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n Suid-Afrikaanse Tydskrif vir Natuurwetenskap en Tegnologie - Die uitwerking van emosionele toestand op die aanleer van visuele vaardighede : oorspronklike navorsing

Volume 33, Issue 1
  • ISSN : 0254-3486
  • E-ISSN: 2222-4173
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Abstract

Goeie visuele vaardighede is noodsaaklike komponente in die bereiking van opvoedkundige, ekonomiese en sosiale sukses, en onafhanklikheid. 'n Behoefte is geïdentifiseer om te bepaal of die visuele vaardighede van studente verbeter kan word deur visuele sportoefeninge, en of die potensiële voordele van hierdie soort oefeninge beïnvloed kan word deur emosionele toestande soos angs en nuuskierigheid. Albei laasgenoemde toestande kan 'n impak hê op die aanleer van visuele vaardighede. Aangesien daar tot dusver min navorsing gedoen is oor die verwantskap tussen die aanleer van visuele vaardighede en die aanwesigheid van dié twee emosionele toestande, is dit nodig om te bepaal in watter mate angs en weetgierigheid wel die aanleer van visuele vaardighede kan beïnvloed. 'n Kwantitatiewe navorsingsmetodologie is vir die doel van die studie gebruik. 'n Kwasi-eksperimentele ontwerp is uitgevoer ten einde data te versamel oor visuele vaardighede en die uitwerking van visuele sportoefeninge daarop. Die steekproef het bestaan uit tweedejaarse fisiologiestudente ( = 204) en het studente ingesluit van albei geslagte, uiteenlopende etnisiteite, almal in die ouderdomsgroep 18-27 jaar. Angs en weetgierigheid is gemeet aan die hand van die (STPI), terwyl die visuele vaardighede van die deelnemers gemeet is deur 'n battery toetse vir visuele vaardigheid. Die uitslae van die toetse kan moontlik aantoon dat oefeninge sommige visuele vaardighede kan verbeter. Dis egter belangrik om daarop te let dat angsvlakke in berekening gebring moet word wanneer die opleiding onderneem word. Volgens die bevindings van hierdie studie blyk dit dat angs in 'n mate 'n negatiewe uitwerking op die aanleer van fokus, sporingsvermoë en vergensie het. Volgens die huidige studie blyk dit egter dat weetgierigheid nie enige invloed gehad het op enige van die visuele vaardighede wat in die studie nagevors is nie.

The findings of the present study suggest that anxiety, to some extent, influences the learning of focusing, tracking and vergence. Curiosity, on the other hand, did not influence the learning of any of the visual skills under investigation in the present study. Good visual skills are essential components in achieving educational, economic and social success, and independence. A need has been identified to determine whether the visual skills of students can be improved through sports vision exercises, and whether the potential benefits derived from these sports vision exercises could be influenced by emotional states such as anxiety and curiosity. Since little research has been conducted on the relationship between the learning of visual skills and the presence of these two emotional states, one needs to determine the extent to which anxiety and curiosity affect the learning of visual skills. For the purposes of this study, a quantitative research methodology was used. A quasi-experimental approach was employed to collect data on visual skills and the effects of sports vision exercises on these visual skills. The sample consisted of second-year physiology students ( = 204) and included students of genders, various ethnicities, and ages ranging from 18 to 27 years of age. Anxiety and curiosity were measured by using the State-Trait Personality Inventory (STPI), whilst the visual skills of the participants were measured by using a battery of visual skills tests. The results proved that sports vision exercises can improve some visual skills. It should, however, be noted that anxiety levels must be controlled when administering this training. The findings of the present study suggest that anxiety, to some extent, negatively influences the learning of focusing, tracking and vergence. Curiosity on the other hand did not influence the learning of any of the visual skills under investigation in the present study.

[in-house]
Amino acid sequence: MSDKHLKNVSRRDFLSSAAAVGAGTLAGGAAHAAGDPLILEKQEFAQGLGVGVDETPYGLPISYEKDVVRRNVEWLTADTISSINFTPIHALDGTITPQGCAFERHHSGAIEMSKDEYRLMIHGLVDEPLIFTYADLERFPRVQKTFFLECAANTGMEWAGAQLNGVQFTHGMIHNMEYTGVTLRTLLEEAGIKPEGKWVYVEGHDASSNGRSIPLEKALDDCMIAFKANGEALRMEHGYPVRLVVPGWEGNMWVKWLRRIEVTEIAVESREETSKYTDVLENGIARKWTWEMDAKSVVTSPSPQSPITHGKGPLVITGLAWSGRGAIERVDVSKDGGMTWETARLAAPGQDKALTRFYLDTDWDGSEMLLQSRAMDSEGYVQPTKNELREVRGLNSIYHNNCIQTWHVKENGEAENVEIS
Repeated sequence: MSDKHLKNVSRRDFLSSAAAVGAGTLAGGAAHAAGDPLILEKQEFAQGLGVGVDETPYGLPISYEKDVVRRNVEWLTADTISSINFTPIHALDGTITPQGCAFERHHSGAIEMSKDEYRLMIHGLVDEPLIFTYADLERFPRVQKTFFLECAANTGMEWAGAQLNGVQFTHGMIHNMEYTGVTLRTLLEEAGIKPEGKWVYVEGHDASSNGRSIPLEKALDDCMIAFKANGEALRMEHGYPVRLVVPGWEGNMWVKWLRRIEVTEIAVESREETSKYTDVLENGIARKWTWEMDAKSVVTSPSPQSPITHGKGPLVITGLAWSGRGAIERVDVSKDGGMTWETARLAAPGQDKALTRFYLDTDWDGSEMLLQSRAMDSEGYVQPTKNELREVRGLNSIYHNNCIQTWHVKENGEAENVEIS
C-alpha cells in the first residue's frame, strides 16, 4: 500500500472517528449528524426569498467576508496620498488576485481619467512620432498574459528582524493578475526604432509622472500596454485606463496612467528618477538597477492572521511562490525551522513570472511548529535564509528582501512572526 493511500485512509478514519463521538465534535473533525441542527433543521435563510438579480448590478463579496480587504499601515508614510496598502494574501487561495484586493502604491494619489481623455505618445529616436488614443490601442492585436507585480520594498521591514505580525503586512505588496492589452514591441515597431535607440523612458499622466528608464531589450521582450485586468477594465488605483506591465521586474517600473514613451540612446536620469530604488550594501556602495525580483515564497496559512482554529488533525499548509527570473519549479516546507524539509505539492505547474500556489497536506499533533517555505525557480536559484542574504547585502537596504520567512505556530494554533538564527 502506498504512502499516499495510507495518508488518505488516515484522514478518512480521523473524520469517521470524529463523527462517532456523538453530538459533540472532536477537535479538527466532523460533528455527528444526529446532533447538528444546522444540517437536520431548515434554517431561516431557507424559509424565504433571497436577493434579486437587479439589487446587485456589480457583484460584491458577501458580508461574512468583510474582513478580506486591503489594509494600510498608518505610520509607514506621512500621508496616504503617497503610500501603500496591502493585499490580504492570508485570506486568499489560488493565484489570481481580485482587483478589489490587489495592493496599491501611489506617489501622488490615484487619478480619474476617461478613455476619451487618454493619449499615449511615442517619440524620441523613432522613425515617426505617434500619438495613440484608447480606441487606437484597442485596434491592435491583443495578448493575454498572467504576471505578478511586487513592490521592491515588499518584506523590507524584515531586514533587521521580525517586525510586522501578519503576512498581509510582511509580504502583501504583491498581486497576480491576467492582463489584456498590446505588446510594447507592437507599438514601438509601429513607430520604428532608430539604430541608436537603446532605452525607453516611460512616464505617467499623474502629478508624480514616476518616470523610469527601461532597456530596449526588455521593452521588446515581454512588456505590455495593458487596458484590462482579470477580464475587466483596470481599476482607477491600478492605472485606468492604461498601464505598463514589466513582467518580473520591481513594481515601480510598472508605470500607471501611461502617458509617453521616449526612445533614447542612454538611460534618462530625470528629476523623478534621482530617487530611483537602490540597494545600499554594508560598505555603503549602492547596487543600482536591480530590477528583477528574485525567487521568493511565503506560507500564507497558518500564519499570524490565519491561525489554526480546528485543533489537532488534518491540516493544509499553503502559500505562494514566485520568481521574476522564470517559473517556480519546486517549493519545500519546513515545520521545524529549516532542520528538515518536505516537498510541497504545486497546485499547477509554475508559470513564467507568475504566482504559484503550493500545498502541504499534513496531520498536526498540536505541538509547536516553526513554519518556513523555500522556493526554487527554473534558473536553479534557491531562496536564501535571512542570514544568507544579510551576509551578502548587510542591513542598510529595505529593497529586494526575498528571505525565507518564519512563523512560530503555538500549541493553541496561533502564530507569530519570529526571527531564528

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/content/aknat/33/1/EJC163031
2014-01-01
2019-12-10

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